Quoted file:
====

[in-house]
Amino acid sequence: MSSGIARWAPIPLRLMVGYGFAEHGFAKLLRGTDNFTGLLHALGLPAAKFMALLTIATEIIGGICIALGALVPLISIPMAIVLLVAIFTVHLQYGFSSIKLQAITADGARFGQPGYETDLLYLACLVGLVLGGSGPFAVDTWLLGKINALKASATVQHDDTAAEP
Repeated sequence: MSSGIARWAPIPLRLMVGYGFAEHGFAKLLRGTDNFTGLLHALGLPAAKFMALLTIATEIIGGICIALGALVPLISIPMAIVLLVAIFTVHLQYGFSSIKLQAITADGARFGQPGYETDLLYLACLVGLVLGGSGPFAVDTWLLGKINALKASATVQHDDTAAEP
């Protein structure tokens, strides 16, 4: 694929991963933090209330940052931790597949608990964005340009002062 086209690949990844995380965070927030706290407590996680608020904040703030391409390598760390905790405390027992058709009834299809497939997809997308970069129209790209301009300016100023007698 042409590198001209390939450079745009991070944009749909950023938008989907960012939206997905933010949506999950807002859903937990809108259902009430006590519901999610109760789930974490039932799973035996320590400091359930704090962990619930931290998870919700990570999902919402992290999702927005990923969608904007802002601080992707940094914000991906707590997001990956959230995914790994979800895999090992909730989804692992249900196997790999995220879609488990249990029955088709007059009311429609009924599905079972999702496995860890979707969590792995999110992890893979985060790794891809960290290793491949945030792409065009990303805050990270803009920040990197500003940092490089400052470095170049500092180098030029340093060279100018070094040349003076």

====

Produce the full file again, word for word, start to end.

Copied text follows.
[in-house]
Amino acid sequence: MSSGIARWAPIPLRLMVGYGFAEHGFAKLLRGTDNFTGLLHALGLPAAKFMALLTIATEIIGGICIALGALVPLISIPMAIVLLVAIFTVHLQYGFSSIKLQAITADGARFGQPGYETDLLYLACLVGLVLGGSGPFAVDTWLLGKINALKASATVQHDDTAAEP
Repeated sequence: MSSGIARWAPIPLRLMVGYGFAEHGFAKLLRGTDNFTGLLHALGLPAAKFMALLTIATEIIGGICIALGALVPLISIPMAIVLLVAIFTVHLQYGFSSIKLQAITADGARFGQPGYETDLLYLACLVGLVLGGSGPFAVDTWLLGKINALKASATVQHDDTAAEP
């Protein structure tokens, strides 16, 4: 694929991963933090209330940052931790597949608990964005340009002062 086209690949990844995380965070927030706290407590996680608020904040703030391409390598760390905790405390027992058709009834299809497939997809997308970069129209790209301009300016100023007698 042409590198001209390939450079745009991070944009749909950023938008989907960012939206997905933010949506999950807002859903937990809108259902009430006590519901999610109760789930974490039932799973035996320590400091359930704090962990619930931290998870919700990570999902919402992290999702927005990923969608904007802002601080992707940094914000991906707590997001990956959230995914790994979800895999090992909730989804692992249900196997790999995220879609488990249990029955088709007059009311429609009924599905079972999702496995860890979707969590792995999110992890893979985060790794891809960290290793491949945030792409065009990303805050990270803009920040990197500003940092490089400052470095170049500092180098030029340093060279100018070094040349003076």